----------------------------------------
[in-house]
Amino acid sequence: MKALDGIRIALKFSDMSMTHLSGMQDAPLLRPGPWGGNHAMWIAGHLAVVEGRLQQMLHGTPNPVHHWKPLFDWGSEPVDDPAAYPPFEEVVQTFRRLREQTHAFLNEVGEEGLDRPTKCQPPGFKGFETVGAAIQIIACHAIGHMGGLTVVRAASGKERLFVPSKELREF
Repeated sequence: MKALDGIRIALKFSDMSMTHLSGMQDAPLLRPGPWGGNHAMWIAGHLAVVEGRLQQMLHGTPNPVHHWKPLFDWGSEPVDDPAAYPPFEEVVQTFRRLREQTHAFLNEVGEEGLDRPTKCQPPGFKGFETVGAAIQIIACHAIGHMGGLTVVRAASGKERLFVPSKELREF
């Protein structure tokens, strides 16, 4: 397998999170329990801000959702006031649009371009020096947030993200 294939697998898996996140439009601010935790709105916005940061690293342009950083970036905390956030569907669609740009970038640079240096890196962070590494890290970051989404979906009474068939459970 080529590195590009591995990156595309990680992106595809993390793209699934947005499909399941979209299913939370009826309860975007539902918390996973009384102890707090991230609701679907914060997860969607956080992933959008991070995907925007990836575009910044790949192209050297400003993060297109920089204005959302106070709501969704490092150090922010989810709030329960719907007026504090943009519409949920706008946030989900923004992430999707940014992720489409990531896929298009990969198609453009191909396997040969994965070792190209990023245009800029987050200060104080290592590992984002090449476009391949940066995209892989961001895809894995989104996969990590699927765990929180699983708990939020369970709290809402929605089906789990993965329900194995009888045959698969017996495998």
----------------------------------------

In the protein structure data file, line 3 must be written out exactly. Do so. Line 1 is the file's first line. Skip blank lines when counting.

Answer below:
Repeated sequence: MKALDGIRIALKFSDMSMTHLSGMQDAPLLRPGPWGGNHAMWIAGHLAVVEGRLQQMLHGTPNPVHHWKPLFDWGSEPVDDPAAYPPFEEVVQTFRRLREQTHAFLNEVGEEGLDRPTKCQPPGFKGFETVGAAIQIIACHAIGHMGGLTVVRAASGKERLFVPSKELREF